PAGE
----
Feel Like a Number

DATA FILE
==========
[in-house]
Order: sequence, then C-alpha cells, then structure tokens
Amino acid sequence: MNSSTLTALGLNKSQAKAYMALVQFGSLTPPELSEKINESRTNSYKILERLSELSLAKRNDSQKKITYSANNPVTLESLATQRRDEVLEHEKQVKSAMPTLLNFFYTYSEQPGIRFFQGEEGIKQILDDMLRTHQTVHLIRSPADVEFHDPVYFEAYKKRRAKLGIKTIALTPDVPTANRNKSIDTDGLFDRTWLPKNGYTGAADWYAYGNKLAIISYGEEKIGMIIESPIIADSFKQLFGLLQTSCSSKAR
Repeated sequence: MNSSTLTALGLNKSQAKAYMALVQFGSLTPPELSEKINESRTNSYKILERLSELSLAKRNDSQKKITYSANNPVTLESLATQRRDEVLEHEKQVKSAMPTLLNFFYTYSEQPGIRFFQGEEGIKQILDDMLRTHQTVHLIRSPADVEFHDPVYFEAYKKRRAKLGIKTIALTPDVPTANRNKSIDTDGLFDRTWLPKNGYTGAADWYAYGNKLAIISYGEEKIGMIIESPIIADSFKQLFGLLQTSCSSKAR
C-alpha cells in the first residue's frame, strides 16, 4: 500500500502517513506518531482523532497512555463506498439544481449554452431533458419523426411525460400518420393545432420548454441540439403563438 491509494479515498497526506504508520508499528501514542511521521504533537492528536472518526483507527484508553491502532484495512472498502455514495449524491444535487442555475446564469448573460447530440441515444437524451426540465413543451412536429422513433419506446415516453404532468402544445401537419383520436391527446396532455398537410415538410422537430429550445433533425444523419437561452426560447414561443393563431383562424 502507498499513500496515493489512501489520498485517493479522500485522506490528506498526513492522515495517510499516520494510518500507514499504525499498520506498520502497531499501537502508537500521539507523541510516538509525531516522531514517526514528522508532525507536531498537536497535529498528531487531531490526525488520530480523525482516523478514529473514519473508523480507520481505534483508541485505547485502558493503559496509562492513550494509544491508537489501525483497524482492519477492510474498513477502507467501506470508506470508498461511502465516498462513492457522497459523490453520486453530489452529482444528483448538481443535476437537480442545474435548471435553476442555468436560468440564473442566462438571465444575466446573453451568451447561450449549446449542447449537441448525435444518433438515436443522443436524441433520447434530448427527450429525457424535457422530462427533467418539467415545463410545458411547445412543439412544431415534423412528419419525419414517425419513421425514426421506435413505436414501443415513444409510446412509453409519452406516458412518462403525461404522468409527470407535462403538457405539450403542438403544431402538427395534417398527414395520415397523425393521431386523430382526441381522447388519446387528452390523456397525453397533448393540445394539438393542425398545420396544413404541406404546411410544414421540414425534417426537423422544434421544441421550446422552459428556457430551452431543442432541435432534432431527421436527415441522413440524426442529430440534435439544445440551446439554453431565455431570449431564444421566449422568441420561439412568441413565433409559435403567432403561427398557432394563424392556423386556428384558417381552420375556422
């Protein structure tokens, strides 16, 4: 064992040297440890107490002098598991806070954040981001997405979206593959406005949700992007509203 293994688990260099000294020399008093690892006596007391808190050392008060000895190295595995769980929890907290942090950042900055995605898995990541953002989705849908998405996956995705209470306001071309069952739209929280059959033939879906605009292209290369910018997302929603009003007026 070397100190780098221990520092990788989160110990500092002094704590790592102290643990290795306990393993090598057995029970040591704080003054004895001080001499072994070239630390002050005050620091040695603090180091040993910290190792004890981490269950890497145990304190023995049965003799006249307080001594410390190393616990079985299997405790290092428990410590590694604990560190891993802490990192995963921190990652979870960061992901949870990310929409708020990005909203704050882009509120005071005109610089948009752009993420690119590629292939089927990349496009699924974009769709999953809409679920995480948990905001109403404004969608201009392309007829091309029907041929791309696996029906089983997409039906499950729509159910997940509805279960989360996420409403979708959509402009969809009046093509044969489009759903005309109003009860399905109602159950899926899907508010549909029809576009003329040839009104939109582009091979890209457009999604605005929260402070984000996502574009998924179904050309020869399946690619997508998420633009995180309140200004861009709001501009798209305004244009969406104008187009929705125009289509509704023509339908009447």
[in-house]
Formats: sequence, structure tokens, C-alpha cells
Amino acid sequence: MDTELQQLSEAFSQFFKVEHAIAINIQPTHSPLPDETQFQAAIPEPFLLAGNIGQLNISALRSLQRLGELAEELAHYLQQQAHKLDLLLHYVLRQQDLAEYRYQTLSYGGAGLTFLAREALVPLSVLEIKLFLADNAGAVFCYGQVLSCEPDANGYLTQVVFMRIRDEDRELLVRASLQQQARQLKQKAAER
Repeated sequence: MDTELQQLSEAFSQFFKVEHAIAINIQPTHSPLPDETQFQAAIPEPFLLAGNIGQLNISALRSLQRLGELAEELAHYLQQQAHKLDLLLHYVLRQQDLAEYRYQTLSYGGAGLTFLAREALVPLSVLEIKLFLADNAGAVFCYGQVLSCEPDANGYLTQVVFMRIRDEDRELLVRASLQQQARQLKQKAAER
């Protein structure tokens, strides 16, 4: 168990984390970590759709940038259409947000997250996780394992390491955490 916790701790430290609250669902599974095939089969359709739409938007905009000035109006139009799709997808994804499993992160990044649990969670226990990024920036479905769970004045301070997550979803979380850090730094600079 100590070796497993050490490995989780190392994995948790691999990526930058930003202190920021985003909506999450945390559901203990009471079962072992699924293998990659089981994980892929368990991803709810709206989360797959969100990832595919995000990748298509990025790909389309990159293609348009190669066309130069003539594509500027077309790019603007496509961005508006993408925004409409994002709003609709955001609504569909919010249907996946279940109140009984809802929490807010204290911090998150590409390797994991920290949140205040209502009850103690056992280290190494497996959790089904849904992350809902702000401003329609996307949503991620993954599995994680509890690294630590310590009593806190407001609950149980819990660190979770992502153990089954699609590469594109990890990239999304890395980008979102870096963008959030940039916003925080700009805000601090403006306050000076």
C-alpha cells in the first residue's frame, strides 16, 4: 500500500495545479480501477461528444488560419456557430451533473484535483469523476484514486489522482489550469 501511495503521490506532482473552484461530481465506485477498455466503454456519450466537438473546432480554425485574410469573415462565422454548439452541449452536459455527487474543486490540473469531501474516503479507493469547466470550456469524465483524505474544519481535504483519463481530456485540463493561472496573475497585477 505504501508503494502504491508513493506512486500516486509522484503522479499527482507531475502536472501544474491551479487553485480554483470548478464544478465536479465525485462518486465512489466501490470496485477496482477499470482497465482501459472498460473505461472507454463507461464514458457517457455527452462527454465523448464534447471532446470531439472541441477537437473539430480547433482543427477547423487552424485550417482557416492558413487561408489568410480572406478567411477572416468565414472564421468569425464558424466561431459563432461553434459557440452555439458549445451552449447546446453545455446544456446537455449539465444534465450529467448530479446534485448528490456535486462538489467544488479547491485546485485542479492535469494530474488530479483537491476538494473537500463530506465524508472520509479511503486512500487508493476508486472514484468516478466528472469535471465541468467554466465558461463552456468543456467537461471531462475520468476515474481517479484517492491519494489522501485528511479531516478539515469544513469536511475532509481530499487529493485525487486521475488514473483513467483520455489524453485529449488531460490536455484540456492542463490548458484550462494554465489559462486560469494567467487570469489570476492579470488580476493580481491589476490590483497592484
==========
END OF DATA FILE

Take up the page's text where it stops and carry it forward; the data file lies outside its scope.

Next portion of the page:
Today we honor this man, Leonard Courtney. Who dat you say? He is the alleged source of the following quote: "There are three kinds of lies: lies, damned lies, and statistics." As my father would tell you, my staff would tell you, my friend Bob Benson would tell you, I am a man of numbers. From memorizing the Philadelphia Phillies’ box scores in 1973, to calculating mile splits in my head during cross country meets, to still remembering the highest major league career batting average (Ty Cobb, .367), to my home phone number growing up, I have a pretty good head for numbers. So I like statistics; I like analysis, understanding what variables are important, getting a snapshot of a situation. As you might imagine, I embraced with zeal an article from U.S. News and World Report that called massage “one of the 50 Best Careers,” with statistical support from Bureau of Labor Statistics (BLS) of the U.S. Department of Labor. The BLS serves an important role in gathering and disseminating information about various careers in the country. U.S. News and World Report has established a niche of creating various rankings (Best Colleges, Top Hospitals, Best Careers) as good reading material. However, these entities have missed the mark on massage therapy. The 2009 median annual salary for massage therapists was reported to be $35,320. Yahoo! Too bad it’s not true. 40 hours = one work week 52 weeks = one year $16.94 = median massage therapy “salary” 40 x 52 x $16.94 = $35,230 The math adds up. But it’s not right. Raise your hand if you made $35,230 or more in your practice in 2010. This is the median number—that means 50% of therapists made more than this. Wouldn’t we all be happy if that were the case?! The BLS made an assumption and you know what they say happens when you assume. Most massage therapists don’t work 52 weeks per year; hardly any massage therapist conducts 40 hours worth of sessions in a week. In ABMP’s 2009 member survey, the median number of client contact hours per week was 11, with a median income of less than $20,000. Why the discrepancy in numbers from BLS and ABMP? Simple—many massage and bodywork professionals practice part-time. In that same survey, 45% of our members indicated they had a second job in addition to their practice. And many others are raising a family in addition to practicing. The BLS estimates also only count those who are employed by others, which in the case of massage therapy leaves out a big part of the picture. ABMP has communicated with BLS about these issues in the past, but unfortunately some of our feedback previously accepted was not included in their latest iteration. Here’s what concerns me about this: These numbers are from the government, so they are assumed to be accurate and will now be used as fact for career guides. One of the challenges our profession faces is setting realistic expectations for prospective students. If a high school senior reads the BLS report, and chooses a career in massage based on unrealistic expectations, that’s not good for us. I want people to embrace this career with a full understanding and appreciation of what it can be for them. The value of a massage and bodywork career goes beyond dollars and cents. It’s heart work. The value of our work is not diminished by the fact that a segment of us perform it on a part-time basis. You can follow Les Sweeney on Twitter (@abmp_les).